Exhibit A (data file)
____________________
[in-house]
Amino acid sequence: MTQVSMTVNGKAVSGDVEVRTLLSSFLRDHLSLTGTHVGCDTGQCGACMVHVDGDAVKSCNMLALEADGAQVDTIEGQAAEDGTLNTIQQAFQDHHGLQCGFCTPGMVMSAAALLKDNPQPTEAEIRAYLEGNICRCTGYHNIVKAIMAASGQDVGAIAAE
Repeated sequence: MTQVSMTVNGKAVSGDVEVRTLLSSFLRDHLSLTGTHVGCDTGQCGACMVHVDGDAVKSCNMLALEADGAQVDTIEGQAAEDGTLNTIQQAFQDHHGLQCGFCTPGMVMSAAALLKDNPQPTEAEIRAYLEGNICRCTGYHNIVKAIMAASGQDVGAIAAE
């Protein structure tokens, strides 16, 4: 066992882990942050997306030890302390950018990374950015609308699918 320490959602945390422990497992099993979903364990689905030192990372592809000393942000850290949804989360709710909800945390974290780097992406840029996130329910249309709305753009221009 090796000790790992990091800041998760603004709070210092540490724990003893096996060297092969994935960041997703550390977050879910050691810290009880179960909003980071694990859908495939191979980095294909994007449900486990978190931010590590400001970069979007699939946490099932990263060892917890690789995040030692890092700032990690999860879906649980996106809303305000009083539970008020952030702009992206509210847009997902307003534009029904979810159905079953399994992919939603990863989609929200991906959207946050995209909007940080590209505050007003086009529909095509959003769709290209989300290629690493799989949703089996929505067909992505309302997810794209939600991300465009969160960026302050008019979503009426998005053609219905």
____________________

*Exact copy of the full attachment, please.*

[in-house]
Amino acid sequence: MTQVSMTVNGKAVSGDVEVRTLLSSFLRDHLSLTGTHVGCDTGQCGACMVHVDGDAVKSCNMLALEADGAQVDTIEGQAAEDGTLNTIQQAFQDHHGLQCGFCTPGMVMSAAALLKDNPQPTEAEIRAYLEGNICRCTGYHNIVKAIMAASGQDVGAIAAE
Repeated sequence: MTQVSMTVNGKAVSGDVEVRTLLSSFLRDHLSLTGTHVGCDTGQCGACMVHVDGDAVKSCNMLALEADGAQVDTIEGQAAEDGTLNTIQQAFQDHHGLQCGFCTPGMVMSAAALLKDNPQPTEAEIRAYLEGNICRCTGYHNIVKAIMAASGQDVGAIAAE
């Protein structure tokens, strides 16, 4: 066992882990942050997306030890302390950018990374950015609308699918 320490959602945390422990497992099993979903364990689905030192990372592809000393942000850290949804989360709710909800945390974290780097992406840029996130329910249309709305753009221009 090796000790790992990091800041998760603004709070210092540490724990003893096996060297092969994935960041997703550390977050879910050691810290009880179960909003980071694990859908495939191979980095294909994007449900486990978190931010590590400001970069979007699939946490099932990263060892917890690789995040030692890092700032990690999860879906649980996106809303305000009083539970008020952030702009992206509210847009997902307003534009029904979810159905079953399994992919939603990863989609929200991906959207946050995209909007940080590209505050007003086009529909095509959003769709290209989300290629690493799989949703089996929505067909992505309302997810794209939600991300465009969160960026302050008019979503009426998005053609219905």